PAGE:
This opening is not where Venom shows potential. It’s all quite awkward and flat, also introducing Michelle Williams as the fiancée Hardy will betray to get dirt of Ahmed and Jenny Slate as one of Ahmed’s scientists. Once Hardy betrays Williams–for nothing, his network fires him for not brown-nosing Ahmed–Venom skips ahead six months. Hardy is now unemployable, broke, living in a bad neighborhood and a gorgeous, enormous San Francisco apartment, and feeling sorry for himself. And even though he says he’s given up on helping people, he’s really nice to his new supporting cast, primarily homeless lady Melora Walters and convenience store owner Peggy Lu.

It has somehow taken that escaped alien in Malaysia six months to get to an airport, but it’s finally on its way to Frisco to confront Ahmed, which has been its plan since… the second or third scene in the movie. Again, bad script.

Like when Hardy meets up again with Williams, who has moved on and is now dating nice guy surgeon Reid Scott. Though she apparently hasn’t gotten a new job. Because in Venom’s San Francisco, you can apparently just not pay rent.

Eventually Hardy breaks into Ahmed’s brodinagian research facility and picks up a symbiote of his own. Shockingly light security–including no security cameras–and the safety protocols for the hostile alien life forms are rather lax as well. Hardy and the alien talk to each other–Hardy, with some modification, also voices the alien (Venom, who comes from a planet where all the creatures were named by eight year-old boys)–before Ahmed sends his private security force (led by paper thin Scott Haze) after the new partners.

There’s also some stuff where Hardy gets help from Scott and Williams for his alien problem, which is where the film’s best. The character drama isn’t well-written or well-directed, but Hardy, Williams, and Scott all give good performances. So they get it through. They’re all likable, all sympathetic, all wasted.

The movie’s got three big action set pieces, four if you count a motorcycle and drone chase through San Francisco. Incidentally, that chase sequence is where it becomes obvious Fleischer’s never going to deliver good action. It just gets worse after that one. When it’s the alien in control–when the alien takes over, he’s like seven feet-tall and eats people’s heads–the film loses the Hardy grounding, which does help it. It can’t save it, but it does help it. Including Hardy’s voiceover talking to the alien always feels forced. Though the talking between Hardy and the alien always feels forced. Even when Hardy’s good. Crappy dialogue. Again, bad script.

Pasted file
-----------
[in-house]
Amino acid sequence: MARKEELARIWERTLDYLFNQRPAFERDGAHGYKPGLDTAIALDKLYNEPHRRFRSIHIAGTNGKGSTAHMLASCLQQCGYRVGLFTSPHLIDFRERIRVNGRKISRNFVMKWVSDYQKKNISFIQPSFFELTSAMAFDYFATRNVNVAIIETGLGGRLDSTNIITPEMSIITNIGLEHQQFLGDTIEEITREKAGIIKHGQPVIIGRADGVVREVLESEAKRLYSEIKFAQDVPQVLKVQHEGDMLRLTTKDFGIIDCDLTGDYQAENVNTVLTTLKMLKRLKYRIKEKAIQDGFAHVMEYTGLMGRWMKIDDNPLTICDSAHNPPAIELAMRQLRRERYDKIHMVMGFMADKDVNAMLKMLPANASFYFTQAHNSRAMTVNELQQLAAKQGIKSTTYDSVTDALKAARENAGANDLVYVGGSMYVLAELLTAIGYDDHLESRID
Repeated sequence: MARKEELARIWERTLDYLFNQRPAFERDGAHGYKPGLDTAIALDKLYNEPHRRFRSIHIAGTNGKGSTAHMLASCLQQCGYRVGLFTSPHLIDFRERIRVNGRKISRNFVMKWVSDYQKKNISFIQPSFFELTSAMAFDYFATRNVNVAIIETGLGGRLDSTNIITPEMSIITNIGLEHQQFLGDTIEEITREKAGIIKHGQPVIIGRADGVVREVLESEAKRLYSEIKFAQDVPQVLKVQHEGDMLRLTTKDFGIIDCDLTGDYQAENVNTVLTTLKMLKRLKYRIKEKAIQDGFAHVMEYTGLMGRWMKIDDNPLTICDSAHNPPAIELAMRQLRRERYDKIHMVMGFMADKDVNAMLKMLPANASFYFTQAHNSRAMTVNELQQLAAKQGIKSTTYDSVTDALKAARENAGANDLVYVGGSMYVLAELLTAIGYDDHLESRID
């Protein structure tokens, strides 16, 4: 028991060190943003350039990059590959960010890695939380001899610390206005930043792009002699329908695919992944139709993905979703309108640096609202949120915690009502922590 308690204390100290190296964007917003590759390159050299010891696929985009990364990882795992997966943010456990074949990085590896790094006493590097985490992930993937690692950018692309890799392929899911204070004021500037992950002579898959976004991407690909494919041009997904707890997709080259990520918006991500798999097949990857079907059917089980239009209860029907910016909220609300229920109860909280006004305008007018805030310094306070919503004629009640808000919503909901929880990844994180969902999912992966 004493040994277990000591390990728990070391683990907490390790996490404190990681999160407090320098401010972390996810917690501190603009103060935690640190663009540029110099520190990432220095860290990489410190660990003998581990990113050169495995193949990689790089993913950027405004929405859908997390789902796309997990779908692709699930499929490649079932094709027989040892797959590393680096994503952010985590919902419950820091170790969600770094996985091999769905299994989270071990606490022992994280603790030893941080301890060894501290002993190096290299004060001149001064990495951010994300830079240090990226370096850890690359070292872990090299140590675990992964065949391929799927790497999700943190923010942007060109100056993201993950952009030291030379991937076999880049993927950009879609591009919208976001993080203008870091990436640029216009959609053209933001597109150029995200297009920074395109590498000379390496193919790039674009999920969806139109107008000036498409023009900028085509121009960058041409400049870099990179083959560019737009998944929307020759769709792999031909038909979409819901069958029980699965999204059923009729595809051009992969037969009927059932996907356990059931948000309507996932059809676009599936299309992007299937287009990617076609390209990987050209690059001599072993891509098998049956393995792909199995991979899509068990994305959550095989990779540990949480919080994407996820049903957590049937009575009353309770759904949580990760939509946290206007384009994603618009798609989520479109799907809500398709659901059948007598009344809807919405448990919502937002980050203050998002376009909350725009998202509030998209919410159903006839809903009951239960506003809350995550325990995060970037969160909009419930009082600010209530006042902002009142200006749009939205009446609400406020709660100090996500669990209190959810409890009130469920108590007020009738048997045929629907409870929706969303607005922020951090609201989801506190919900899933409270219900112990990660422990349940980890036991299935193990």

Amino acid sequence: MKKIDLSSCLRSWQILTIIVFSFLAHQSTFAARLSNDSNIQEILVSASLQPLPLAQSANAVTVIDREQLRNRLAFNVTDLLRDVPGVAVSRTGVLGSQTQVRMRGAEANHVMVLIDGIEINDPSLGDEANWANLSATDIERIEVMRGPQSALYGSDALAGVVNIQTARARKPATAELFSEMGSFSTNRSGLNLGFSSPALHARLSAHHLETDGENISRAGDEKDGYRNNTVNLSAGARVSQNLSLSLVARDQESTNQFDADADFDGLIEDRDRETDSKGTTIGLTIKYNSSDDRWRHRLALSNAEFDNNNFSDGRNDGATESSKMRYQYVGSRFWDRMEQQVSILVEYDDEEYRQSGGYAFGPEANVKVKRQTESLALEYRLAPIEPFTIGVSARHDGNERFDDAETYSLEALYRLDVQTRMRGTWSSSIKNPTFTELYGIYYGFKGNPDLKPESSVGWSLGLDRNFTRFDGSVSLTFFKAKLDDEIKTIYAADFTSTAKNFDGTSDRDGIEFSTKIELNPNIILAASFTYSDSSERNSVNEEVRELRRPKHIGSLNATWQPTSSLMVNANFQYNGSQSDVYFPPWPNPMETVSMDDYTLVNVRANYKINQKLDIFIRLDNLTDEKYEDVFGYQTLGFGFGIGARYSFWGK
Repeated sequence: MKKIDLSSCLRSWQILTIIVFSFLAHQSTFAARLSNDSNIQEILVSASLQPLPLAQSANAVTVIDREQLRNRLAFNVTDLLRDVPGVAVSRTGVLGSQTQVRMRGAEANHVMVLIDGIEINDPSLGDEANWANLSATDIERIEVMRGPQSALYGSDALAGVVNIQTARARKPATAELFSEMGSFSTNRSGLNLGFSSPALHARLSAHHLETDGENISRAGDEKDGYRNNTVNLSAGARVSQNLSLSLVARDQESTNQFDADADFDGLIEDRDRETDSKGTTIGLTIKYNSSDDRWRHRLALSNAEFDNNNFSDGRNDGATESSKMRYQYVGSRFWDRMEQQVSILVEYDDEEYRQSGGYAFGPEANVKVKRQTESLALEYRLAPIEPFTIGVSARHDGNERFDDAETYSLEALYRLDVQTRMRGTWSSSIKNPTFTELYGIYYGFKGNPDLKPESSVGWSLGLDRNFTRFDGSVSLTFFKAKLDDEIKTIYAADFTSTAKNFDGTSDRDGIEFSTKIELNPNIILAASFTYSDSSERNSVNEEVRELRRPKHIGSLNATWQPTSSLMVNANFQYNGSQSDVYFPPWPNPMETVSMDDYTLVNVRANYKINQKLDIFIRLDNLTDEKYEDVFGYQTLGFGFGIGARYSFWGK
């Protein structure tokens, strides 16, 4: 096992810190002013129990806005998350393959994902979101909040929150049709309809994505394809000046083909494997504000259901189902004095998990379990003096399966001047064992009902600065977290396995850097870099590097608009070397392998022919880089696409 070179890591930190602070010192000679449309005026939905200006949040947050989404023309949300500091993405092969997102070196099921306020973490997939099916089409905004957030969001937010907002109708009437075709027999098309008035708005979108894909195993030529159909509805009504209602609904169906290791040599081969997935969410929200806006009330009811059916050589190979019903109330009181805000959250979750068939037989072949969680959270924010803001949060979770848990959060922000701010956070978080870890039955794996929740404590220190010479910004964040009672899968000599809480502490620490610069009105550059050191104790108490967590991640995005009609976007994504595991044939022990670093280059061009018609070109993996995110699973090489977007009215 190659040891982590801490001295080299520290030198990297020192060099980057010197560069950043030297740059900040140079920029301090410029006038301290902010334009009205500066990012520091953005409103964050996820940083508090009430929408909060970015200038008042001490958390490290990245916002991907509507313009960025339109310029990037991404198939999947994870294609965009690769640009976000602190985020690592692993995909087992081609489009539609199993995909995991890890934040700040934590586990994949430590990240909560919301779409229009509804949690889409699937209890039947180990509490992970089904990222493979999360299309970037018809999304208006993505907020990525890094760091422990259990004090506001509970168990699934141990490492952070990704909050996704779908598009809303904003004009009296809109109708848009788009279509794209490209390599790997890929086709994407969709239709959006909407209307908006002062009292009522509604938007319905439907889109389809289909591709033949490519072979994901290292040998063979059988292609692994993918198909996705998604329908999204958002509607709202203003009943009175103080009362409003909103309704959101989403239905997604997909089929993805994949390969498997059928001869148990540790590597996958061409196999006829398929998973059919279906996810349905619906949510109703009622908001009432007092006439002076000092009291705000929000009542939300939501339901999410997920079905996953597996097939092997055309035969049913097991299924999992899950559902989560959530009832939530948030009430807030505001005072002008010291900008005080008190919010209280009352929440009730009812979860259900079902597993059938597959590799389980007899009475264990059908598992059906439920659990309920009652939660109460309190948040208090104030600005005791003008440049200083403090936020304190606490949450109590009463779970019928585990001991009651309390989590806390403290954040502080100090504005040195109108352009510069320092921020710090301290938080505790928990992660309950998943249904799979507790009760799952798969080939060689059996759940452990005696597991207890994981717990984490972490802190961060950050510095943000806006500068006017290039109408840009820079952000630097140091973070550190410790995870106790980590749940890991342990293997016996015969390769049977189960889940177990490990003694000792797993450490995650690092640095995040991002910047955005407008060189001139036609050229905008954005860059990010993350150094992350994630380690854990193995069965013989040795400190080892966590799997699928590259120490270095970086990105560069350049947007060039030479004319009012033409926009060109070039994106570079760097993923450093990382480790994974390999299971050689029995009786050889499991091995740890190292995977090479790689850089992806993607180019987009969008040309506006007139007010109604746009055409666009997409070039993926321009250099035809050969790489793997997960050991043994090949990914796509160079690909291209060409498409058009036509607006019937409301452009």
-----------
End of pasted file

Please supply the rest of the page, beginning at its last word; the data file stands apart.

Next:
Technically, Venom’s perfectly competent. It’s got no personality, but it’s competent. Well, some of the digital mattes are really bad; the digital effects are never great. Fleischer actually seems to get that shortfall. Even after the movie’s done hiding the shark and Venom is out of the water, the alien is a special effect not a character. He’s always turning back into Hardy in between action requirements.

For the first forty-five minutes, I was surprised how… mediocre it seemed like Venom was going to turn out. Then it started getting bad and just kept getting worse.

Given its subject matter and artistic ambitions (wokka wokka), Venom shouldn’t be a disappointment. But thanks to Fleischer and–to a lesser extent Ahmed)–it sure manages to be one.

0/4ⓏⒺⓇⓄ

CREDITS

Directed by Ruben Fleischer; screenplay by Jeff Pinkner, Scott Rosenberg, and Kelly Marcel, based on a story by Pinkner and Rosenberg and the Marvel Comics character created by David Michelinie and Todd McFarlane; director of photography, Matthew Libatique; edited by Alan Baumgarten and Maryann Brandon; music by Ludwig Göransson; production designer, Oliver Scholl; produced by Avi Arad, Amy Pascal, and Matt Tolmach; released by Columbia Pictures.

Starring Tom Hardy (Eddie Brock), Riz Ahmed (Carlton Drake), Michelle Williams (Anne Weying), Jenny Slate (Dr. Dora Skirth), Reid Scott (Dr. Dan Lewis), Peggy Lu (Mrs. Chen), Scott Haze (Treece), and Melora Walters (Maria).